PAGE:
Here's Why a $2 Million Coal Mine in Wyoming Could be Worth $37 Billion
November 10, 2023 - A former Wall Street banker who dished out $2 million for an old coal mine in rural Wyoming has possibly hit a $37 billion mother lode after the discovery of “rare-earth elements” at the site, according to a report.
Randall Atkins, the son of infamous oil tycoon Orin Atkins, bought the sleepy Brook Mine outside of Sheridan, Wyo., sight unseen, 12 years ago.
However, recent tests conducted by government researchers revealed that the 15,800-acre mineral reserve contains what might be the largest unconventional rare-earth deposit in the country, according to The Wall Street Journal.
Rare-earth minerals — such as gallium and germanium — are vital in the production of superconductors, and are also needed to power electric vehicles and offshore wind turbines.
When Atkins’ company Ramaco Resources first purchased the mine, the 71-year-old “didn’t know the difference between rare earths and rare coins,” he told the outlet.
Now, he’s working with government researchers to extract larger samples of Brook Mine for further analysis, drilling 700 feet into the ground to produce samples — deeper than it has ever drilled.
“Like any project of this magnitude it will take some time to assess the project’s full potential,” Atkins, a former banker for JPMorgan, told The Post.
“Given that rare earth deposits are measured in parts per million, it will also take careful analysis of the right extraction, separation and processing techniques before we are sure of the right direction.”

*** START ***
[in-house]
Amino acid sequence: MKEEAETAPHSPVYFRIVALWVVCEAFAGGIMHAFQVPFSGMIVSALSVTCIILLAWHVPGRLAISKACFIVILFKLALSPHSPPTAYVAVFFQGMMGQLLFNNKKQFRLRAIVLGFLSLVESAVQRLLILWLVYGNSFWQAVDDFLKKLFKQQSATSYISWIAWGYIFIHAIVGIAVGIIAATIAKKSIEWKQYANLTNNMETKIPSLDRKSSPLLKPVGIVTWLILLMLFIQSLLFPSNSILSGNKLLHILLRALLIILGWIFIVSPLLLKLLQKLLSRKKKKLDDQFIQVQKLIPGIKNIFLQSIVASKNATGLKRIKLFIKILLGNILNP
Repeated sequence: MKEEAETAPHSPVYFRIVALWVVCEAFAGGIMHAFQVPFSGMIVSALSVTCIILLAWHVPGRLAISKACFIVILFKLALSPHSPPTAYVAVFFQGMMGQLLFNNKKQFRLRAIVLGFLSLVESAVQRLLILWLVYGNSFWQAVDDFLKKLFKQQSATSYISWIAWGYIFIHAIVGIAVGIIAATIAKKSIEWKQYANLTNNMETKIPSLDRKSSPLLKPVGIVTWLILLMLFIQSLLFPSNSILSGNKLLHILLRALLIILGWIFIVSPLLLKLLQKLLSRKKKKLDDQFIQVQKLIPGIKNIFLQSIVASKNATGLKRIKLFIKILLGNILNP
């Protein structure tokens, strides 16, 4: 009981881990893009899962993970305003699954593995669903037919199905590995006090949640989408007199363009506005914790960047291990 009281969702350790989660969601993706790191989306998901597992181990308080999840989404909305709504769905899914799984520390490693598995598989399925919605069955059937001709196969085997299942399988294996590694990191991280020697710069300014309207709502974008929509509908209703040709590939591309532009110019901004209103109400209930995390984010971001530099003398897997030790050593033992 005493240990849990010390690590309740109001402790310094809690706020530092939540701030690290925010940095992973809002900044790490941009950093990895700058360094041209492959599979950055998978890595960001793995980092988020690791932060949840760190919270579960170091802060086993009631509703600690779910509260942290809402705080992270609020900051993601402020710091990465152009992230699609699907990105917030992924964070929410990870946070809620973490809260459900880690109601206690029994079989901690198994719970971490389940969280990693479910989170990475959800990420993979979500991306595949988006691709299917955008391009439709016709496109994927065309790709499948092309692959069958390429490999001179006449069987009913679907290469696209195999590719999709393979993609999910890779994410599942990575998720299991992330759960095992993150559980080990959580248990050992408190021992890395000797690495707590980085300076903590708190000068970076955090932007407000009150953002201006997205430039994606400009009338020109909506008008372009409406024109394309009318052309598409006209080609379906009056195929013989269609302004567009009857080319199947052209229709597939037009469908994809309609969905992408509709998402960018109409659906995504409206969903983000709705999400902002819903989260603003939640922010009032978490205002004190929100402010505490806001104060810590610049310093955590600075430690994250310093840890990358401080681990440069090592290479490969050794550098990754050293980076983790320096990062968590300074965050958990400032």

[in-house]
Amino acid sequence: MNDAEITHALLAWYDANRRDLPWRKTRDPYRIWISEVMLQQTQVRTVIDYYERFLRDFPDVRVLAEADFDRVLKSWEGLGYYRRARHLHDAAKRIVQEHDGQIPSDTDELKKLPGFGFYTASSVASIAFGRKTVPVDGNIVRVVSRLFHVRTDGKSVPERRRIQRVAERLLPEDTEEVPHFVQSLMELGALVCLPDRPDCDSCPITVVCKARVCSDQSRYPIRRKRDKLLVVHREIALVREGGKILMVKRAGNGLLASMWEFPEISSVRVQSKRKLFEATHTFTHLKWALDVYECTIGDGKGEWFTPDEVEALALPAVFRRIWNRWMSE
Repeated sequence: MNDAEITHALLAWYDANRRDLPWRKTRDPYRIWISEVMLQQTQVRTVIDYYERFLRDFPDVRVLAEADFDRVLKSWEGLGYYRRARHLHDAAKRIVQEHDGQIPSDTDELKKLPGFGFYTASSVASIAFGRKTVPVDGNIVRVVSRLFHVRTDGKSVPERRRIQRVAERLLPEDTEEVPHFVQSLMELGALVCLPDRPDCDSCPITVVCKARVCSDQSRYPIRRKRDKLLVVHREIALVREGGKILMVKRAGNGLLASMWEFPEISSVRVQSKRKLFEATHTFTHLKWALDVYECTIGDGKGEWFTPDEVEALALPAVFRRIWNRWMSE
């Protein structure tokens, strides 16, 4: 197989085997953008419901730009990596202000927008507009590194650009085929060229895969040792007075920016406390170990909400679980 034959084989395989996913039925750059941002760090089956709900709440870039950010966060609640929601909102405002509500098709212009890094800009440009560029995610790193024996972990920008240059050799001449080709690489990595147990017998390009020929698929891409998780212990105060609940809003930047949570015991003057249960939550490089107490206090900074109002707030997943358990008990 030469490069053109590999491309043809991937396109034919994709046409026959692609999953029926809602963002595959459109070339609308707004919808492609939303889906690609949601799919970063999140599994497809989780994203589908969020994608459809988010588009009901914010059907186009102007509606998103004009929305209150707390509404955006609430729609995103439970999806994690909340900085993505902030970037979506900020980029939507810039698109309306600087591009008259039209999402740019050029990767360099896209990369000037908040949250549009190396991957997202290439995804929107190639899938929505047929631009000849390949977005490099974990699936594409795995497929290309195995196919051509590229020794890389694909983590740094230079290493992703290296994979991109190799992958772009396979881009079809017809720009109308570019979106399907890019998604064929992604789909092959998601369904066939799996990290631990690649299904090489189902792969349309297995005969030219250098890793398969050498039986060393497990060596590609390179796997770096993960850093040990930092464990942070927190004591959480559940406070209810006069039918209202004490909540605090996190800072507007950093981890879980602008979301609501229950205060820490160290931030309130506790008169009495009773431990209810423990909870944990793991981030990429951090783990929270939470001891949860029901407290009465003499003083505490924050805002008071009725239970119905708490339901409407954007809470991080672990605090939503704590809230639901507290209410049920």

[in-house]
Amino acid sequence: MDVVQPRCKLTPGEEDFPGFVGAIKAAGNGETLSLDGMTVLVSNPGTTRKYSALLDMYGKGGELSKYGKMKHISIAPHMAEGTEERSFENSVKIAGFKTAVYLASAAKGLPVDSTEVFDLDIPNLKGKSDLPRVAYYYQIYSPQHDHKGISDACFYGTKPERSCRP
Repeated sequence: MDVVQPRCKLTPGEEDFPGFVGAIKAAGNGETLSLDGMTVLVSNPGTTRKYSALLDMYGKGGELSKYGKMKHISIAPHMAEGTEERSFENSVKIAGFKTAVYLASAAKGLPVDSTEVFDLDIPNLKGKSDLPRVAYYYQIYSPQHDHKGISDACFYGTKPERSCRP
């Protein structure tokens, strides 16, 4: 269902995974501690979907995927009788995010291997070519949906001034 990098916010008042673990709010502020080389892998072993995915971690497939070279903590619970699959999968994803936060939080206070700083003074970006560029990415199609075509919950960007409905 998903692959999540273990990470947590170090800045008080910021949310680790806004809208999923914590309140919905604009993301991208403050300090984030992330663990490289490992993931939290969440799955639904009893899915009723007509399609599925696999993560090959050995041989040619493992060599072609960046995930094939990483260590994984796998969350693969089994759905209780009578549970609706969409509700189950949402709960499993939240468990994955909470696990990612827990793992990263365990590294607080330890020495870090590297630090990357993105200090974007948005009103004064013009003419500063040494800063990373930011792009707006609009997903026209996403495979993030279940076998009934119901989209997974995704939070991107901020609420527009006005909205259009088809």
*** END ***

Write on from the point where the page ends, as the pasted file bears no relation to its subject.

Should Atkins hit paydirt, the site would be the first rare-earths mine discovered in the US since 1952, according to The Journal.
It would also give the nation a boost in its battle with China for rare-earth materials.
On Aug. 1, the Communist regime limited the export of gallium and germanium as it seeks leverage in the cutting-edge semiconductor space.
Atkins’ dad built the multibillion-dollar energy giant Ashland Oil before getting caught up in a series of high-profile scandals, including Watergate, in his later years.
Orin Atkins was fined for an illegal payment to President Richard Nixon’s 1972 re-election campaign, according to The Journal.
He later pleaded guilty for instructing associates to sell confidential Ashland documents to Iran, and was sentenced to probation and community service.
He died in 2007.
The younger Atkins told The Journal he was “deeply saddened by the whole situation he went through” and has learned from his father’s mistakes.